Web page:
Supreme Court postpones showdown over Texas and Florida’s social media laws

Supreme Court postpones showdown over Texas and Florida’s social media laws

Supreme Court postpones showdown over Texas and Florida’s social media laws

The Supreme Court has asked the US Attorney General to file briefs in a series of Internet moderation lawsuits in Texas and Florida, likely causing the court to delay accepting one or both cases. When noted by CNN Reporter Brian Fung this morningthe court requested the briefs in an order list Monday morning, prompting President Joe Biden’s Department of Justice to formulate an official position on internet speech.

The orders concern lawsuits filed by trade organization NetChoice against Texas Attorney General Ken Paxton and Florida Attorney General Ashley Moody, and a counterclaim by Moody against NetChoice. Both states have passed laws making it illegal for major web services to ban or otherwise punish users in many cases, particularly in cases where Republican lawmakers have been characterized as biased against conservative politics. A series of injunctions has put both laws on hold — the Florida rule thanks to a Court of Appeals decision and the Texas rule due to a NetChoice Supreme Court petition, where a dissenting opinion indicated that the Supreme Court considered the matter likely would check.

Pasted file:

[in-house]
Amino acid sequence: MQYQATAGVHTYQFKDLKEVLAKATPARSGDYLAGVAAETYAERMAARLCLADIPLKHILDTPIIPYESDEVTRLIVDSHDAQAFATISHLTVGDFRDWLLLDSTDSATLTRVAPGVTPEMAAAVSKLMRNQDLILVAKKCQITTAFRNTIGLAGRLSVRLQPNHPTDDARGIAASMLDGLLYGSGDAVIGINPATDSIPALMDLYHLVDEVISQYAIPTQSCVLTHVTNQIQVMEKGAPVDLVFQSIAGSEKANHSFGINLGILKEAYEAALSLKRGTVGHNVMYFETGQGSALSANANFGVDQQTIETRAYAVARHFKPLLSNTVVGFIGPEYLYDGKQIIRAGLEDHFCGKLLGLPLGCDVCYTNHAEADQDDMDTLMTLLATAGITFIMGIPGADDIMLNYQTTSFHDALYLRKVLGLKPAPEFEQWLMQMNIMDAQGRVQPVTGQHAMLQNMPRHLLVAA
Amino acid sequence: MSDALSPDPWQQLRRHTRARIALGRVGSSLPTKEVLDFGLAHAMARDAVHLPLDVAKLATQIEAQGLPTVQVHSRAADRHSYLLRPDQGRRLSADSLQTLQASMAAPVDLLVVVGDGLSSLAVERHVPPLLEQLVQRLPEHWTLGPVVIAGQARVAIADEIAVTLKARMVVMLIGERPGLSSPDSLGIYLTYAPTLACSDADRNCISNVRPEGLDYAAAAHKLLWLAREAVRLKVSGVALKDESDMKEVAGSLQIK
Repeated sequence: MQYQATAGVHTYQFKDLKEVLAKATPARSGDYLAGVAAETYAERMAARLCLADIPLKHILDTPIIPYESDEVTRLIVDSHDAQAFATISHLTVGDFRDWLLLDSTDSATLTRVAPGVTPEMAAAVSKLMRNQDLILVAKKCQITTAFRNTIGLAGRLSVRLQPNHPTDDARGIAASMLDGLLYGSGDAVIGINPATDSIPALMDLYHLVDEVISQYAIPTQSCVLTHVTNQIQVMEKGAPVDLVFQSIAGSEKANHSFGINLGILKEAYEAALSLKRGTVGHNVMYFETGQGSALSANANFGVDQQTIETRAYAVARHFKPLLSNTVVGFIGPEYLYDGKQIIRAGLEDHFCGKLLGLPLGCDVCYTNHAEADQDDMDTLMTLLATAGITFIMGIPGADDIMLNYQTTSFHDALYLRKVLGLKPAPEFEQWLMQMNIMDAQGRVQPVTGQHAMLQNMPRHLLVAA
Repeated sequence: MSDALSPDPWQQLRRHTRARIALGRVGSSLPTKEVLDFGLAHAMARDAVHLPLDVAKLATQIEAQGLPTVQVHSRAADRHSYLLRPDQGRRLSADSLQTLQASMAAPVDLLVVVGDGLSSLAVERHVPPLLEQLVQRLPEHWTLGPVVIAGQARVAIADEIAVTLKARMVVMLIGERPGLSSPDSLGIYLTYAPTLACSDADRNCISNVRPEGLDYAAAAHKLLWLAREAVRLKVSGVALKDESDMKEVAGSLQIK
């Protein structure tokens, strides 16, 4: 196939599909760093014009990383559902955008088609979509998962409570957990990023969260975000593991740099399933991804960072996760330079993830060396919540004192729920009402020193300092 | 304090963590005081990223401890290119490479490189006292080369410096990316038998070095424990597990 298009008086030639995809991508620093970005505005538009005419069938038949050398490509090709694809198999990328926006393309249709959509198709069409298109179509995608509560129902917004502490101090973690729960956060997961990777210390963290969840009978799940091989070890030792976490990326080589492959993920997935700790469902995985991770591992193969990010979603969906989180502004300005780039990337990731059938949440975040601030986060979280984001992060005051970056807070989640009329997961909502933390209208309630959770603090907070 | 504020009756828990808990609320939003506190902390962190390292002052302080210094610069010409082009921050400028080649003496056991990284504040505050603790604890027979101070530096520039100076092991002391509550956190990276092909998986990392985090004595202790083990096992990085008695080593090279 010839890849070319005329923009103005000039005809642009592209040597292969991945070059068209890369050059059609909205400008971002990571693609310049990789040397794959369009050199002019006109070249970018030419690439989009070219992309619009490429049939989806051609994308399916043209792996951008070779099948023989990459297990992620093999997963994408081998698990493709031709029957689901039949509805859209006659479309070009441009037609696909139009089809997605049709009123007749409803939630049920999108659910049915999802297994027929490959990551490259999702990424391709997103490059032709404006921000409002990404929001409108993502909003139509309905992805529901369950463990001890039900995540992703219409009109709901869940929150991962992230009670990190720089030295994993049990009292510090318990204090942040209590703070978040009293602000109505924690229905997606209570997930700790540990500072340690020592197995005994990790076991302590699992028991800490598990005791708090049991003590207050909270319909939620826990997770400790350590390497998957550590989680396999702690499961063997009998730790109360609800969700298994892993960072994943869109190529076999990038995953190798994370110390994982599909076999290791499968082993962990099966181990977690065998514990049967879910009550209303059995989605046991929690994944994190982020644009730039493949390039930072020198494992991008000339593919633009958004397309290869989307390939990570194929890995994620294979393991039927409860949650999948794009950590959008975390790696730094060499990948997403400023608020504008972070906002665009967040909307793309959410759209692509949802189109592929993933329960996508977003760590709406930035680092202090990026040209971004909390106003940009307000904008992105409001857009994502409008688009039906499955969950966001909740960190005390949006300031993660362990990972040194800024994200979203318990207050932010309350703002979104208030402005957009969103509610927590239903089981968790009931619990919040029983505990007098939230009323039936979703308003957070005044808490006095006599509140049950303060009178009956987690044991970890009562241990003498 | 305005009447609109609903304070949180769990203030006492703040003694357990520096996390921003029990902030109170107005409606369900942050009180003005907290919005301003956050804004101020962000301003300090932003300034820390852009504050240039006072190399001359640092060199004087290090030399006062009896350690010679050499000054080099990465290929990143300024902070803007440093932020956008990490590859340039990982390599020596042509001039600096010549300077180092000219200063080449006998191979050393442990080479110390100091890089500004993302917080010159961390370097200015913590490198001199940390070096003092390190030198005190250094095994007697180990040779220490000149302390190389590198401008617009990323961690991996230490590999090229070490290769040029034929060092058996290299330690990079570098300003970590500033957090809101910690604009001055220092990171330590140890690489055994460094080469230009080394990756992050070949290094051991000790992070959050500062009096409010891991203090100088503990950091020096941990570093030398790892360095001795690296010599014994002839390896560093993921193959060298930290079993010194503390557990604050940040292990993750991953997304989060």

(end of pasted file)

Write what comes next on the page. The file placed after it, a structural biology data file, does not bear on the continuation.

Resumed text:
The Supreme Court is already set to consider two cases that could have a huge impact on internet moderation. In February it will hear Gonzalez vs Google and Twitter against Taamneh, each dealing with the scope of Section 230 of the Communications Decency Act and the US Counter-Terrorism Act. A range of internet services – including Reddit, RobloxMicrosoft, Meta and the Wikimedia Foundation — filed briefs last week supporting Google and encouraging the court not to narrow its definition of Section 230.

Texas and Florida laws could lead to even more far-reaching decisions. State lawmakers have argued that requiring websites to avoid moderating content — including hate speech or misinformation — does not violate the First Amendment’s prohibition on forcing companies to broadcast certain expressions. At least one conservative member of the Supreme Court, Justice Clarence Thomas, has pushed for an interpretation of the First Amendment that could allow the statutes to stand.

Biden’s administration is likely to disagree with the current Conservative push to regulate social media moderation. But Biden has suggested vague legal changes that would require companies to take “accountability” for the content on their platforms – which could also put his administration at odds with a laissez-faire approach to internet law.

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